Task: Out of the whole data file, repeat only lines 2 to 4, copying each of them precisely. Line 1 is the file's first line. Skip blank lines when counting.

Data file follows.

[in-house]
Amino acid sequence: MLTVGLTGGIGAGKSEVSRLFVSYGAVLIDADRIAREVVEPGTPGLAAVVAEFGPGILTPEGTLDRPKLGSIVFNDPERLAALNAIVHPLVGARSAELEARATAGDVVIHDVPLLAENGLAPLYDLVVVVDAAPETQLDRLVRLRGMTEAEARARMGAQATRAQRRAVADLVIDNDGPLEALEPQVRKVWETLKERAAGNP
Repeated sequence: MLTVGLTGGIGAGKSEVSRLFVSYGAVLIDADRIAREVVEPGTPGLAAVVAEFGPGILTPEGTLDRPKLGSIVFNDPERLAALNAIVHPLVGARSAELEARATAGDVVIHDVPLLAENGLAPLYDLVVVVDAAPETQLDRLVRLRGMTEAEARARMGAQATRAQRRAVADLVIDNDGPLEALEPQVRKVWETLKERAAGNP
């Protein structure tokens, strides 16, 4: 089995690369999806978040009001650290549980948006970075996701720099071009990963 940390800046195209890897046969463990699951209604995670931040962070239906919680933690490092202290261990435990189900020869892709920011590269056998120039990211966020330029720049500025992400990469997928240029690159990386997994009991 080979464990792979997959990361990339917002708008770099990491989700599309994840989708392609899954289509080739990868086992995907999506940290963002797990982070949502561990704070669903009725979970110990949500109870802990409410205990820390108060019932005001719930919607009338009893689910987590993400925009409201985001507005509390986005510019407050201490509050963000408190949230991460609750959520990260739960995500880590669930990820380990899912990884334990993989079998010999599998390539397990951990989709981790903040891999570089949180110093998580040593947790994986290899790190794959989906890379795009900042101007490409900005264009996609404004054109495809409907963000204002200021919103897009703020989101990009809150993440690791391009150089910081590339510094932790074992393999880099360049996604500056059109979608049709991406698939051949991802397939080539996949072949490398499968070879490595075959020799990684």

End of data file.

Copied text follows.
Amino acid sequence: MLTVGLTGGIGAGKSEVSRLFVSYGAVLIDADRIAREVVEPGTPGLAAVVAEFGPGILTPEGTLDRPKLGSIVFNDPERLAALNAIVHPLVGARSAELEARATAGDVVIHDVPLLAENGLAPLYDLVVVVDAAPETQLDRLVRLRGMTEAEARARMGAQATRAQRRAVADLVIDNDGPLEALEPQVRKVWETLKERAAGNP
Repeated sequence: MLTVGLTGGIGAGKSEVSRLFVSYGAVLIDADRIAREVVEPGTPGLAAVVAEFGPGILTPEGTLDRPKLGSIVFNDPERLAALNAIVHPLVGARSAELEARATAGDVVIHDVPLLAENGLAPLYDLVVVVDAAPETQLDRLVRLRGMTEAEARARMGAQATRAQRRAVADLVIDNDGPLEALEPQVRKVWETLKERAAGNP
């Protein structure tokens, strides 16, 4: 089995690369999806978040009001650290549980948006970075996701720099071009990963 940390800046195209890897046969463990699951209604995670931040962070239906919680933690490092202290261990435990189900020869892709920011590269056998120039990211966020330029720049500025992400990469997928240029690159990386997994009991 080979464990792979997959990361990339917002708008770099990491989700599309994840989708392609899954289509080739990868086992995907999506940290963002797990982070949502561990704070669903009725979970110990949500109870802990409410205990820390108060019932005001719930919607009338009893689910987590993400925009409201985001507005509390986005510019407050201490509050963000408190949230991460609750959520990260739960995500880590669930990820380990899912990884334990993989079998010999599998390539397990951990989709981790903040891999570089949180110093998580040593947790994986290899790190794959989906890379795009900042101007490409900005264009996609404004054109495809409907963000204002200021919103897009703020989101990009809150993440690791391009150089910081590339510094932790074992393999880099360049996604500056059109979608049709991406698939051949991802397939080539996949072949490398499968070879490595075959020799990684």